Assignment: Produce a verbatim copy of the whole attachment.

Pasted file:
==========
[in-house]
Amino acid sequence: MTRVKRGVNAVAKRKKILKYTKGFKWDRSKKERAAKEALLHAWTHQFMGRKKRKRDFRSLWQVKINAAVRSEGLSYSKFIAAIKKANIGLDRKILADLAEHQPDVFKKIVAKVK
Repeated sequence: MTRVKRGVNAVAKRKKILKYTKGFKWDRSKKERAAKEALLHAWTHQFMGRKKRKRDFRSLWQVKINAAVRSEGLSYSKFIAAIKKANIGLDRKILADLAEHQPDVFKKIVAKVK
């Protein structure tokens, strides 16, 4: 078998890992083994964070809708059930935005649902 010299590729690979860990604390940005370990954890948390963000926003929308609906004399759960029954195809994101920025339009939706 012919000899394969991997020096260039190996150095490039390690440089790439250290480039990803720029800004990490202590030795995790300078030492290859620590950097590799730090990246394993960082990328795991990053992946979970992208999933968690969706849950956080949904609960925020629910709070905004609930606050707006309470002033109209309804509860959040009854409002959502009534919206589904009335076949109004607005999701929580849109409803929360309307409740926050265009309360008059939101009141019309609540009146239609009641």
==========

[in-house]
Amino acid sequence: MTRVKRGVNAVAKRKKILKYTKGFKWDRSKKERAAKEALLHAWTHQFMGRKKRKRDFRSLWQVKINAAVRSEGLSYSKFIAAIKKANIGLDRKILADLAEHQPDVFKKIVAKVK
Repeated sequence: MTRVKRGVNAVAKRKKILKYTKGFKWDRSKKERAAKEALLHAWTHQFMGRKKRKRDFRSLWQVKINAAVRSEGLSYSKFIAAIKKANIGLDRKILADLAEHQPDVFKKIVAKVK
């Protein structure tokens, strides 16, 4: 078998890992083994964070809708059930935005649902 010299590729690979860990604390940005370990954890948390963000926003929308609906004399759960029954195809994101920025339009939706 012919000899394969991997020096260039190996150095490039390690440089790439250290480039990803720029800004990490202590030795995790300078030492290859620590950097590799730090990246394993960082990328795991990053992946979970992208999933968690969706849950956080949904609960925020629910709070905004609930606050707006309470002033109209309804509860959040009854409002959502009534919206589904009335076949109004607005999701929580849109409803929360309307409740926050265009309360008059939101009141019309609540009146239609009641």